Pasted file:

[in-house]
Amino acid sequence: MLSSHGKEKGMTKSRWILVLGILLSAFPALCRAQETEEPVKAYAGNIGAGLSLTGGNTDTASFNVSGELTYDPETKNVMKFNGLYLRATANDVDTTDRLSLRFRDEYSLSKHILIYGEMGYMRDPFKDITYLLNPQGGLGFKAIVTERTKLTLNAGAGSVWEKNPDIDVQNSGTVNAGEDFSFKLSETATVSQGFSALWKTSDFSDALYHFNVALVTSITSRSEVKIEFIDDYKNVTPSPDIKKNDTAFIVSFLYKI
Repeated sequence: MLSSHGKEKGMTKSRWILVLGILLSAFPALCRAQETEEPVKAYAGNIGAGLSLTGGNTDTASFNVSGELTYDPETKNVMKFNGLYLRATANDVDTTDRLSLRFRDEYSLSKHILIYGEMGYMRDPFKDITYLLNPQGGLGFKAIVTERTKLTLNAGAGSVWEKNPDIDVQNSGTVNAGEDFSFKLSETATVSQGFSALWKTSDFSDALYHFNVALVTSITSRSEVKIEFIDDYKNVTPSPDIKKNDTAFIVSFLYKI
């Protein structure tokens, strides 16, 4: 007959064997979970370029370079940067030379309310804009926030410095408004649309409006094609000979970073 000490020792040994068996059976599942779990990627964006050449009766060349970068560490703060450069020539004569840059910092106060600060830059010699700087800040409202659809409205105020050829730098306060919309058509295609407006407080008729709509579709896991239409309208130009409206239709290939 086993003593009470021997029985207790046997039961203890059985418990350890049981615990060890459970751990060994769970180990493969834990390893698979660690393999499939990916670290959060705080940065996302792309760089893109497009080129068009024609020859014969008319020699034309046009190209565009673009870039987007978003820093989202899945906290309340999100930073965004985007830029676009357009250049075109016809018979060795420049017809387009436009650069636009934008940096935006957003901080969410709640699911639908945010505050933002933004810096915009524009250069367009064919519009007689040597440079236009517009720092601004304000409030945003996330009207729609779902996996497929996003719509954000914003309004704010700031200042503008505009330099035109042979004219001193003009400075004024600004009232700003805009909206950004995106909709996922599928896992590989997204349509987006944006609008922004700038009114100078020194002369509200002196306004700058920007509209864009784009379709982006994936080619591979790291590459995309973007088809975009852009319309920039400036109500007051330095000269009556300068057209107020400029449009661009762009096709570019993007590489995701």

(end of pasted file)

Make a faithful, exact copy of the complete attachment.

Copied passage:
[in-house]
Amino acid sequence: MLSSHGKEKGMTKSRWILVLGILLSAFPALCRAQETEEPVKAYAGNIGAGLSLTGGNTDTASFNVSGELTYDPETKNVMKFNGLYLRATANDVDTTDRLSLRFRDEYSLSKHILIYGEMGYMRDPFKDITYLLNPQGGLGFKAIVTERTKLTLNAGAGSVWEKNPDIDVQNSGTVNAGEDFSFKLSETATVSQGFSALWKTSDFSDALYHFNVALVTSITSRSEVKIEFIDDYKNVTPSPDIKKNDTAFIVSFLYKI
Repeated sequence: MLSSHGKEKGMTKSRWILVLGILLSAFPALCRAQETEEPVKAYAGNIGAGLSLTGGNTDTASFNVSGELTYDPETKNVMKFNGLYLRATANDVDTTDRLSLRFRDEYSLSKHILIYGEMGYMRDPFKDITYLLNPQGGLGFKAIVTERTKLTLNAGAGSVWEKNPDIDVQNSGTVNAGEDFSFKLSETATVSQGFSALWKTSDFSDALYHFNVALVTSITSRSEVKIEFIDDYKNVTPSPDIKKNDTAFIVSFLYKI
């Protein structure tokens, strides 16, 4: 007959064997979970370029370079940067030379309310804009926030410095408004649309409006094609000979970073 000490020792040994068996059976599942779990990627964006050449009766060349970068560490703060450069020539004569840059910092106060600060830059010699700087800040409202659809409205105020050829730098306060919309058509295609407006407080008729709509579709896991239409309208130009409206239709290939 086993003593009470021997029985207790046997039961203890059985418990350890049981615990060890459970751990060994769970180990493969834990390893698979660690393999499939990916670290959060705080940065996302792309760089893109497009080129068009024609020859014969008319020699034309046009190209565009673009870039987007978003820093989202899945906290309340999100930073965004985007830029676009357009250049075109016809018979060795420049017809387009436009650069636009934008940096935006957003901080969410709640699911639908945010505050933002933004810096915009524009250069367009064919519009007689040597440079236009517009720092601004304000409030945003996330009207729609779902996996497929996003719509954000914003309004704010700031200042503008505009330099035109042979004219001193003009400075004024600004009232700003805009909206950004995106909709996922599928896992590989997204349509987006944006609008922004700038009114100078020194002369509200002196306004700058920007509209864009784009379709982006994936080619591979790291590459995309973007088809975009852009319309920039400036109500007051330095000269009556300068057209107020400029449009661009762009096709570019993007590489995701």